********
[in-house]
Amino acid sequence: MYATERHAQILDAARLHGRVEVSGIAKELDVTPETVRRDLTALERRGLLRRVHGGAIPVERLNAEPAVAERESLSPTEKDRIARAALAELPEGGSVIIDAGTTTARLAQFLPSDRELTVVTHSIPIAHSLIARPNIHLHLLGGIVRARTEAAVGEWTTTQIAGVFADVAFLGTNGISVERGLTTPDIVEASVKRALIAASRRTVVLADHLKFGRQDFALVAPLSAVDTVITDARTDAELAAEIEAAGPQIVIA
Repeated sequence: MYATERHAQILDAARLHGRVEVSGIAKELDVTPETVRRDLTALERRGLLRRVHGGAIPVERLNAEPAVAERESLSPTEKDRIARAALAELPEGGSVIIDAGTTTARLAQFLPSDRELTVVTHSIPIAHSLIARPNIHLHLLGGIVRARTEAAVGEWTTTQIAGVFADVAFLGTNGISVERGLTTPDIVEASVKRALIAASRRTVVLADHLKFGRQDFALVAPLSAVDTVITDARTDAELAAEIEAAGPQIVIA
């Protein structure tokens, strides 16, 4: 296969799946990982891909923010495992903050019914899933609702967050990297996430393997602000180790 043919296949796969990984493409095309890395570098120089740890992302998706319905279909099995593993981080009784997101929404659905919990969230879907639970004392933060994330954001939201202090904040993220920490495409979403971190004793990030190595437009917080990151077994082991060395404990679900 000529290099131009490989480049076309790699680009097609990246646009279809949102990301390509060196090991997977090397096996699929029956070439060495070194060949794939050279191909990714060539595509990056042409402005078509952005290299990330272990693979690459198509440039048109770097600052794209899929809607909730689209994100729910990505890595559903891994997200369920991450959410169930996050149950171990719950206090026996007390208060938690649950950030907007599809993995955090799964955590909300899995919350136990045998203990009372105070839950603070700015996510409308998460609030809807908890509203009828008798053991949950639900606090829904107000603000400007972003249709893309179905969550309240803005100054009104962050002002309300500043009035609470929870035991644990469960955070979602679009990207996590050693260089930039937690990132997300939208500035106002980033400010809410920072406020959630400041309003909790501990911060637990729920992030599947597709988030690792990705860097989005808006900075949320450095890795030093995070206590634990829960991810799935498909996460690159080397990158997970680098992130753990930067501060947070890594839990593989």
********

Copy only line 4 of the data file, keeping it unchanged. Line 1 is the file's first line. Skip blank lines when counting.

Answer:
């Protein structure tokens, strides 16, 4: 296969799946990982891909923010495992903050019914899933609702967050990297996430393997602000180790 043919296949796969990984493409095309890395570098120089740890992302998706319905279909099995593993981080009784997101929404659905919990969230879907639970004392933060994330954001939201202090904040993220920490495409979403971190004793990030190595437009917080990151077994082991060395404990679900 000529290099131009490989480049076309790699680009097609990246646009279809949102990301390509060196090991997977090397096996699929029956070439060495070194060949794939050279191909990714060539595509990056042409402005078509952005290299990330272990693979690459198509440039048109770097600052794209899929809607909730689209994100729910990505890595559903891994997200369920991450959410169930996050149950171990719950206090026996007390208060938690649950950030907007599809993995955090799964955590909300899995919350136990045998203990009372105070839950603070700015996510409308998460609030809807908890509203009828008798053991949950639900606090829904107000603000400007972003249709893309179905969550309240803005100054009104962050002002309300500043009035609470929870035991644990469960955070979602679009990207996590050693260089930039937690990132997300939208500035106002980033400010809410920072406020959630400041309003909790501990911060637990729920992030599947597709988030690792990705860097989005808006900075949320450095890795030093995070206590634990829960991810799935498909996460690159080397990158997970680098992130753990930067501060947070890594839990593989």